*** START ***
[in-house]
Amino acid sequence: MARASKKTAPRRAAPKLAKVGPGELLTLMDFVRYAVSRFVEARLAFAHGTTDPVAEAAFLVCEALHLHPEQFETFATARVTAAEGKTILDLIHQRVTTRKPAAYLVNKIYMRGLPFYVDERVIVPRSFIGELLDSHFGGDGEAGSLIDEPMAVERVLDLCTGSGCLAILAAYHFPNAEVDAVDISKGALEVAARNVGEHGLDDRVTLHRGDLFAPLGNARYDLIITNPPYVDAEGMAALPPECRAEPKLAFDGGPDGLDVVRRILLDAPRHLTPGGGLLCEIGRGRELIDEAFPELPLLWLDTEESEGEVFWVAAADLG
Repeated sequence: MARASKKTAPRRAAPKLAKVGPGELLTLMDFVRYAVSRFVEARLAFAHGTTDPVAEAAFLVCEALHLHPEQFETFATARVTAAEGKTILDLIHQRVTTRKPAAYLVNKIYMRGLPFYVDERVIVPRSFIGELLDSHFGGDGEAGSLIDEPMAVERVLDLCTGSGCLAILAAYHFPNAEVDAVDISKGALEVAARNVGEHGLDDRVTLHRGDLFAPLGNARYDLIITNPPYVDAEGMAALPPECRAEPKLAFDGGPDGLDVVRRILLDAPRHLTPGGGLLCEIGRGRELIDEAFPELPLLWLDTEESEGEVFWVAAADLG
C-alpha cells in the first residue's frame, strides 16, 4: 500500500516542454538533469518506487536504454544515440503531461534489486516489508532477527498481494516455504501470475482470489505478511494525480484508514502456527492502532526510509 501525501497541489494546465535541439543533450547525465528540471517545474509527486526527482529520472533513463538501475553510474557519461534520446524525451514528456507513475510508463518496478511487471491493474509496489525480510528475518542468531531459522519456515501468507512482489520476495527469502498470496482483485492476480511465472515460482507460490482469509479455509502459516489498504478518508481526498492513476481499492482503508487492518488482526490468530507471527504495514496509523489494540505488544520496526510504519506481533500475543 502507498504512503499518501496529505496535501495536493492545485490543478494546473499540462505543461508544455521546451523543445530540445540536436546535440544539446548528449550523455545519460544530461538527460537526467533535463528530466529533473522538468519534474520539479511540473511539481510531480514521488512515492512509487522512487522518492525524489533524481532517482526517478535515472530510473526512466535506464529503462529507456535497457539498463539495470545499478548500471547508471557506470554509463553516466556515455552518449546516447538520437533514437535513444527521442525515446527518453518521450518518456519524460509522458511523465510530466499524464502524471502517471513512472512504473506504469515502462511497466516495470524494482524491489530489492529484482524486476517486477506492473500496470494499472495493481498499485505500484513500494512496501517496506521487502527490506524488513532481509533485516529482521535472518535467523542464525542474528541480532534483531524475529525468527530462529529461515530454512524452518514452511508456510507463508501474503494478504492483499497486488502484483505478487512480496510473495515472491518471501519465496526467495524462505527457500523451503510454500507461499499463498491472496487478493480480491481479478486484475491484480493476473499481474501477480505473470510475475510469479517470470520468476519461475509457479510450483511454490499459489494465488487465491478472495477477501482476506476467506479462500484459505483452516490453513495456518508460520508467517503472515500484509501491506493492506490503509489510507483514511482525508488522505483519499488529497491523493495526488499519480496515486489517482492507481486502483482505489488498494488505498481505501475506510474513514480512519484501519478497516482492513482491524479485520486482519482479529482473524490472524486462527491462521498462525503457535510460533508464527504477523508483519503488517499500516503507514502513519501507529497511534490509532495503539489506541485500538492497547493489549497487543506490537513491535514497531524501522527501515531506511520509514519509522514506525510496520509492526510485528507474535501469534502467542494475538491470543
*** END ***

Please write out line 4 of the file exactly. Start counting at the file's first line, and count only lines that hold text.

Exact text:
C-alpha cells in the first residue's frame, strides 16, 4: 500500500516542454538533469518506487536504454544515440503531461534489486516489508532477527498481494516455504501470475482470489505478511494525480484508514502456527492502532526510509 501525501497541489494546465535541439543533450547525465528540471517545474509527486526527482529520472533513463538501475553510474557519461534520446524525451514528456507513475510508463518496478511487471491493474509496489525480510528475518542468531531459522519456515501468507512482489520476495527469502498470496482483485492476480511465472515460482507460490482469509479455509502459516489498504478518508481526498492513476481499492482503508487492518488482526490468530507471527504495514496509523489494540505488544520496526510504519506481533500475543 502507498504512503499518501496529505496535501495536493492545485490543478494546473499540462505543461508544455521546451523543445530540445540536436546535440544539446548528449550523455545519460544530461538527460537526467533535463528530466529533473522538468519534474520539479511540473511539481510531480514521488512515492512509487522512487522518492525524489533524481532517482526517478535515472530510473526512466535506464529503462529507456535497457539498463539495470545499478548500471547508471557506470554509463553516466556515455552518449546516447538520437533514437535513444527521442525515446527518453518521450518518456519524460509522458511523465510530466499524464502524471502517471513512472512504473506504469515502462511497466516495470524494482524491489530489492529484482524486476517486477506492473500496470494499472495493481498499485505500484513500494512496501517496506521487502527490506524488513532481509533485516529482521535472518535467523542464525542474528541480532534483531524475529525468527530462529529461515530454512524452518514452511508456510507463508501474503494478504492483499497486488502484483505478487512480496510473495515472491518471501519465496526467495524462505527457500523451503510454500507461499499463498491472496487478493480480491481479478486484475491484480493476473499481474501477480505473470510475475510469479517470470520468476519461475509457479510450483511454490499459489494465488487465491478472495477477501482476506476467506479462500484459505483452516490453513495456518508460520508467517503472515500484509501491506493492506490503509489510507483514511482525508488522505483519499488529497491523493495526488499519480496515486489517482492507481486502483482505489488498494488505498481505501475506510474513514480512519484501519478497516482492513482491524479485520486482519482479529482473524490472524486462527491462521498462525503457535510460533508464527504477523508483519503488517499500516503507514502513519501507529497511534490509532495503539489506541485500538492497547493489549497487543506490537513491535514497531524501522527501515531506511520509514519509522514506525510496520509492526510485528507474535501469534502467542494475538491470543